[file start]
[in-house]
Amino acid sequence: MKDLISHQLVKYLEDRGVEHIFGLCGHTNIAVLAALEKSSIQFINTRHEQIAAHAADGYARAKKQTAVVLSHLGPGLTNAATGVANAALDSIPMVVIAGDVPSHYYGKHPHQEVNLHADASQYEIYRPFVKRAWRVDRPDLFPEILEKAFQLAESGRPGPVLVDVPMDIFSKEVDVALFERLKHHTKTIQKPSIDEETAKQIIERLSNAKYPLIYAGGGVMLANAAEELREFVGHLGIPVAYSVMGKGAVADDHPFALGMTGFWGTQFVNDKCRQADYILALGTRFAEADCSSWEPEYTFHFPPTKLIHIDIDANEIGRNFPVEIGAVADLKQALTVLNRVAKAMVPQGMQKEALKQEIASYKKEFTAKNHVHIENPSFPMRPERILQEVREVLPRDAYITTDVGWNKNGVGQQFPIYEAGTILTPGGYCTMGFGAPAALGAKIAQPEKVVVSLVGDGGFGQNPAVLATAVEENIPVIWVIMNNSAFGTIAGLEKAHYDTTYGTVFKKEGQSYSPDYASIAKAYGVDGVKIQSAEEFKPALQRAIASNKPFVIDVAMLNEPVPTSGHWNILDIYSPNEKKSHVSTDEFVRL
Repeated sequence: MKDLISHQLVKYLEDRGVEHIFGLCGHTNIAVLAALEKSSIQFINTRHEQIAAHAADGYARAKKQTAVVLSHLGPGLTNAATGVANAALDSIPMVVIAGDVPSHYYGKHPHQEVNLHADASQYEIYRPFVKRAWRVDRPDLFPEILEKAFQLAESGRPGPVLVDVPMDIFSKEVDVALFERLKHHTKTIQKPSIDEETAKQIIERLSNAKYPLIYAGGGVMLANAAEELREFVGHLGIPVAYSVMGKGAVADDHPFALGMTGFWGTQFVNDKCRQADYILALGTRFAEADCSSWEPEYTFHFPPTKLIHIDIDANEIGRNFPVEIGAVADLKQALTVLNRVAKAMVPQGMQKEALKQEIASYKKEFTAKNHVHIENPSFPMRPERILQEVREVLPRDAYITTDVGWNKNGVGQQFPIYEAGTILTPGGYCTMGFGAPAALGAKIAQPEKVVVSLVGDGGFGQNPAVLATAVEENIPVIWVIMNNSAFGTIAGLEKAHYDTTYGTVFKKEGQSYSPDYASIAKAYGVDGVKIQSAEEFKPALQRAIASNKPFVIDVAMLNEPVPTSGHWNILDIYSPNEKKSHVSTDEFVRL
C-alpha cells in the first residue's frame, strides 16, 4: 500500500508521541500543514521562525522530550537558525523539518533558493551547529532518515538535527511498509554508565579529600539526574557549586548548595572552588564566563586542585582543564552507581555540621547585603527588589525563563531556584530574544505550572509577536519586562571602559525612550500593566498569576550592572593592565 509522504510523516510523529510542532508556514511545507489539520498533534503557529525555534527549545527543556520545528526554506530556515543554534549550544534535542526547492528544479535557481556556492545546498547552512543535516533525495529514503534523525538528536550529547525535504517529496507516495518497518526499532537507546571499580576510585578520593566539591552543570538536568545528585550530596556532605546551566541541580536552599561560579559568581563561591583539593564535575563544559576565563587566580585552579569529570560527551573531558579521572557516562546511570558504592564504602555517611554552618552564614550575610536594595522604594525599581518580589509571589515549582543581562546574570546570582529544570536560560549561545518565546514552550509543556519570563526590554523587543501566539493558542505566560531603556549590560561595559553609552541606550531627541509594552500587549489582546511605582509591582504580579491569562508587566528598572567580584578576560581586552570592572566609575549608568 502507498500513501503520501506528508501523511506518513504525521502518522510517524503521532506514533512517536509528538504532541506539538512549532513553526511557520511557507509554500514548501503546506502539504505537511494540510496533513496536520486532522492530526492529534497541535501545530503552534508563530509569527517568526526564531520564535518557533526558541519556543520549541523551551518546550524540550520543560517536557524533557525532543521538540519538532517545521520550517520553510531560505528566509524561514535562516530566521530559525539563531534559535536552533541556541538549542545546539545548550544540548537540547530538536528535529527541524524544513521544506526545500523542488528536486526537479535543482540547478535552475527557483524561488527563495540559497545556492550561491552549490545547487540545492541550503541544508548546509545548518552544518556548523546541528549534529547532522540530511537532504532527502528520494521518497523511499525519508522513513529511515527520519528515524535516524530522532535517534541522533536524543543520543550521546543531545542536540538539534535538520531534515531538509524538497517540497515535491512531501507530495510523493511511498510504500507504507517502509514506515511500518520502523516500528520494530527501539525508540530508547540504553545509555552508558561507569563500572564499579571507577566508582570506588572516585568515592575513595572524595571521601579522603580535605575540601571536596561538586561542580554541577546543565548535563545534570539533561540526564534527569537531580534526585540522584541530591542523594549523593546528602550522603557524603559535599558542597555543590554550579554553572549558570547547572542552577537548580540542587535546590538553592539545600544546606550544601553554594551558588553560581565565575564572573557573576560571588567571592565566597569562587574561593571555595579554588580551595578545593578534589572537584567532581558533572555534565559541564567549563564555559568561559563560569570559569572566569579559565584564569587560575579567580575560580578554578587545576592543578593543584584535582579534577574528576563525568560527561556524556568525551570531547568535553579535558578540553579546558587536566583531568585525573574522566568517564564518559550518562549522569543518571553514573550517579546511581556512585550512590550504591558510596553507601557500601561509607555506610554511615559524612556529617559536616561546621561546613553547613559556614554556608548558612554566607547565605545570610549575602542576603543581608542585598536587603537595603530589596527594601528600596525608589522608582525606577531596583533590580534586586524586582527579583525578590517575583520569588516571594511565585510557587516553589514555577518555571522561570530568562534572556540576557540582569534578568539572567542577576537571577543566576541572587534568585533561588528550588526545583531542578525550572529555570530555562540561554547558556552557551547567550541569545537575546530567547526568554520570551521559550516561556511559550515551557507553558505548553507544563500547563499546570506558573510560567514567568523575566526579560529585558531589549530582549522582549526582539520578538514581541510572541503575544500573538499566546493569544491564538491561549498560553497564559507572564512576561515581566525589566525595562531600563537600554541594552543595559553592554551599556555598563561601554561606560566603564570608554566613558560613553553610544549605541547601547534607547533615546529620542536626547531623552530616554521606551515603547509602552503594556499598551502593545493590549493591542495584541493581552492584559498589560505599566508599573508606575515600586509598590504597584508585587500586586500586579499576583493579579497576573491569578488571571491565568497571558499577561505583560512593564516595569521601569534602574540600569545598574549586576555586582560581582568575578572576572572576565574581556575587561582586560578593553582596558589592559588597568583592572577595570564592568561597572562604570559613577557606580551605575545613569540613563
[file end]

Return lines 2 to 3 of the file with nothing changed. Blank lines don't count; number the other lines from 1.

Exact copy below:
Amino acid sequence: MKDLISHQLVKYLEDRGVEHIFGLCGHTNIAVLAALEKSSIQFINTRHEQIAAHAADGYARAKKQTAVVLSHLGPGLTNAATGVANAALDSIPMVVIAGDVPSHYYGKHPHQEVNLHADASQYEIYRPFVKRAWRVDRPDLFPEILEKAFQLAESGRPGPVLVDVPMDIFSKEVDVALFERLKHHTKTIQKPSIDEETAKQIIERLSNAKYPLIYAGGGVMLANAAEELREFVGHLGIPVAYSVMGKGAVADDHPFALGMTGFWGTQFVNDKCRQADYILALGTRFAEADCSSWEPEYTFHFPPTKLIHIDIDANEIGRNFPVEIGAVADLKQALTVLNRVAKAMVPQGMQKEALKQEIASYKKEFTAKNHVHIENPSFPMRPERILQEVREVLPRDAYITTDVGWNKNGVGQQFPIYEAGTILTPGGYCTMGFGAPAALGAKIAQPEKVVVSLVGDGGFGQNPAVLATAVEENIPVIWVIMNNSAFGTIAGLEKAHYDTTYGTVFKKEGQSYSPDYASIAKAYGVDGVKIQSAEEFKPALQRAIASNKPFVIDVAMLNEPVPTSGHWNILDIYSPNEKKSHVSTDEFVRL
Repeated sequence: MKDLISHQLVKYLEDRGVEHIFGLCGHTNIAVLAALEKSSIQFINTRHEQIAAHAADGYARAKKQTAVVLSHLGPGLTNAATGVANAALDSIPMVVIAGDVPSHYYGKHPHQEVNLHADASQYEIYRPFVKRAWRVDRPDLFPEILEKAFQLAESGRPGPVLVDVPMDIFSKEVDVALFERLKHHTKTIQKPSIDEETAKQIIERLSNAKYPLIYAGGGVMLANAAEELREFVGHLGIPVAYSVMGKGAVADDHPFALGMTGFWGTQFVNDKCRQADYILALGTRFAEADCSSWEPEYTFHFPPTKLIHIDIDANEIGRNFPVEIGAVADLKQALTVLNRVAKAMVPQGMQKEALKQEIASYKKEFTAKNHVHIENPSFPMRPERILQEVREVLPRDAYITTDVGWNKNGVGQQFPIYEAGTILTPGGYCTMGFGAPAALGAKIAQPEKVVVSLVGDGGFGQNPAVLATAVEENIPVIWVIMNNSAFGTIAGLEKAHYDTTYGTVFKKEGQSYSPDYASIAKAYGVDGVKIQSAEEFKPALQRAIASNKPFVIDVAMLNEPVPTSGHWNILDIYSPNEKKSHVSTDEFVRL